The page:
CS: It was basically a franchise killer.
Coscarelli: Yeah, definitely. I guess it was, wasn’t it?
CS: And if you’d done “Conan the Destroyer” you might have been typecast as the loincloth guy after that and “Beastmaster.”
Coscarelli: Well, that’s the other thing, you know? I’m very happy to be typecast as the horror-“Phantasm” guy. I don’t think I would’ve been so satisfied with being a loincloth guy, because that’s more limiting.
CS: What’s so wonderful about this book “True Indie” is it shows you can do a lot with very little, if you have ingenuity. Like on “Phantasm 4″ you had a poverty row budget, but you still let your imagination run wild. You utilized deleted scenes from the first “Phantasm,” you nabbed the empty LA street location for no money. Also, unlike a lot of your genre contemporaries, I feel like your movies have only gotten better as you’ve gotten older.
Coscarelli: Well, thank you for that. Wow, that’s wonderful to hear from somebody. Gosh.
CS: Can you talk a little bit about staying creative and not letting lack-of-money sap your ambition?
Coscarelli: Let me tell you a really weird way that I look at my particular peculiar situation. I learned about this Japanese artwork in the 80’s called netsuke. It might sound a little boring, but I’m going to make a point out of it. In the 1800’s Edo Japan period, the emperor said, “No ostentatious show of wealth.” So everyone had to dress very blandly in their kimonos. The one thing that they could spend their money on were these little carved ivory toggles that they would wear on their belts. It became this art form, what these carving artists could create on these little buttons. In Los Angeles there’s a museum section devoted to these things. My point is you have these wonderful Japanese artists, and the the only area they could work in is carving these little buttons. They made wonderful things. Sometimes I extrapolate that to myself, which is that I’m trapped where I only sometimes am able to make these “Phantasm” movies, and other lower budgeted horror genre. So I’m trying to push the envelope, and especially in the later ones, like with “Bubba Ho-Tep” and “John Dies at the End.” Rather than just make a straight-ahead scare movie -which I might be interested in trying again, I’m not closing that door- but I want to make something a little different, and we’ll have them in the genre, maybe be slightly outside of the genre and push the edge. Certainly with “Bubba” that was the case, because that movie was completely sold as a horror movie, but it’s really a drama and a comedy about aging and friendship. “John Dies at the End” was, again, sold as a horror movie, but it’s really an examination of absurdity and maybe some philosophy as a crazy world. I’ve always got my eyes out for thinking about moving in directions that can stay in the genre, because the genre is pretty inclusive. It covers a lot of things like horror, sci-fi and fantasy, things that can be done on a budget. I can still market to horror and financiers can market to people in that thing. So anyway, did you understand my point right there?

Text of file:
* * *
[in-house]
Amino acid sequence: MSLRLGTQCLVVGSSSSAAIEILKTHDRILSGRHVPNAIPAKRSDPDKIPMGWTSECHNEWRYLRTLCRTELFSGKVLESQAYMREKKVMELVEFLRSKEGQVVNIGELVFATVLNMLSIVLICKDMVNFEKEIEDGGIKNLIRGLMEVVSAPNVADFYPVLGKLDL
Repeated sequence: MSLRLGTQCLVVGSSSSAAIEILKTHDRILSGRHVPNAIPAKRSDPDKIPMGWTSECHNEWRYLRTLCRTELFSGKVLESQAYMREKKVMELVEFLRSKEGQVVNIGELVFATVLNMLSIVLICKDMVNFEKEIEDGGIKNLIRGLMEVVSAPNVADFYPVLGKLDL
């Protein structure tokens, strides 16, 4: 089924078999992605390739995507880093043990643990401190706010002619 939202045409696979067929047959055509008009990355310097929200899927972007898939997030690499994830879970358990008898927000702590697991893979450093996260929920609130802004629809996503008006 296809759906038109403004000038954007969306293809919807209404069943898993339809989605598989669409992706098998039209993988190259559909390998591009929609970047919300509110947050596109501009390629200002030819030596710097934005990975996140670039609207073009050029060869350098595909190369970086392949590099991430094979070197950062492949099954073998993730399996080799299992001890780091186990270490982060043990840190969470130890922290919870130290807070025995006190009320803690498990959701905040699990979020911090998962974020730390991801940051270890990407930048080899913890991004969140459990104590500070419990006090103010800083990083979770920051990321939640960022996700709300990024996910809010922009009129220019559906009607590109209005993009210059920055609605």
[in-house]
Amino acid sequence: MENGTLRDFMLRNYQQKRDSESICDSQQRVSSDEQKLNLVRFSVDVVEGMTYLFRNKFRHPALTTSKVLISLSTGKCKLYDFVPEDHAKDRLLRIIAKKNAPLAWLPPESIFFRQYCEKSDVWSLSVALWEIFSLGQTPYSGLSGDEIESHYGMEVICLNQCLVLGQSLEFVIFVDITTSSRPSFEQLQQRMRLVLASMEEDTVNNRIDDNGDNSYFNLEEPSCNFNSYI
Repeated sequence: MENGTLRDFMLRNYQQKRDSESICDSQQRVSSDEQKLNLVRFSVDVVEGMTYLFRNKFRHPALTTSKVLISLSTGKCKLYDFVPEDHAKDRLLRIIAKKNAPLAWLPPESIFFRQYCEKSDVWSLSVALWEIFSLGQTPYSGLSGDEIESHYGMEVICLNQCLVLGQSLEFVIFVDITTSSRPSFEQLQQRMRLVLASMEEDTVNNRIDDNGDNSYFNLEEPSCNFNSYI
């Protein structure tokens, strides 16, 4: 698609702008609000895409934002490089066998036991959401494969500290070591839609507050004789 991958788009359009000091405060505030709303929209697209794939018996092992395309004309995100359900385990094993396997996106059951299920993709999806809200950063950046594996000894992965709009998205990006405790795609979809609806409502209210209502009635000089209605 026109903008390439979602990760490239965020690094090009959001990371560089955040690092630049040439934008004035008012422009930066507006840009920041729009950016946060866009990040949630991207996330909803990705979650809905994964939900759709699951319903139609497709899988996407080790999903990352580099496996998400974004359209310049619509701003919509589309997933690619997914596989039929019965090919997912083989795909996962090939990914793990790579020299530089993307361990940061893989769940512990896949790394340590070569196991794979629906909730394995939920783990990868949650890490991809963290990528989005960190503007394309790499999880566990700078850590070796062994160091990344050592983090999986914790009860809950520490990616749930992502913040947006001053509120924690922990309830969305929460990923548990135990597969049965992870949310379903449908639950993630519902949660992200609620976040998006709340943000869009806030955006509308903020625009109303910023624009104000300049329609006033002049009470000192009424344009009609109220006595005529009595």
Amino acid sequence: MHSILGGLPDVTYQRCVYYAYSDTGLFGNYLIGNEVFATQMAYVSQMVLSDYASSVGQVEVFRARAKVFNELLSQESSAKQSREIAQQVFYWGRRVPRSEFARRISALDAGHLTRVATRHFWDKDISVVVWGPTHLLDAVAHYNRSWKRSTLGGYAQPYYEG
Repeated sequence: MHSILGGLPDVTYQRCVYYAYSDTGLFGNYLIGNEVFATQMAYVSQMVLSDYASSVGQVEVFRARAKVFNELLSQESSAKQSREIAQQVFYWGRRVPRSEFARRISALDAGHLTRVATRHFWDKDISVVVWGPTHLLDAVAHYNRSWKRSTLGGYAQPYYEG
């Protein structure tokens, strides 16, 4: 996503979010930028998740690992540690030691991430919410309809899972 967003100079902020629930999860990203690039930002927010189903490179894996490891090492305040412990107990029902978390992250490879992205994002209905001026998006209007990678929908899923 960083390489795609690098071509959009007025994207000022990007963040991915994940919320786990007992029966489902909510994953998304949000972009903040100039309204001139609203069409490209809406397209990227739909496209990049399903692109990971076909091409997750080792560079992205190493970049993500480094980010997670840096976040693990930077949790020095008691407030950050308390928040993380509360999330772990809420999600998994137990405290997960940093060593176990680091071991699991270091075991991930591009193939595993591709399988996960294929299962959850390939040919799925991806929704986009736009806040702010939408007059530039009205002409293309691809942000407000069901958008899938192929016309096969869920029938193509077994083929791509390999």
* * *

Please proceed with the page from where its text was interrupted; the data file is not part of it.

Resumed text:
Coscarelli: That’s why I’m trying to push the envelope a little, but while still being in the genre. Don’t get me wrong, I love horror films. I love genre. When something good comes out, I’m there. I went out and saw “Mandy” the other day. That movie, I loved.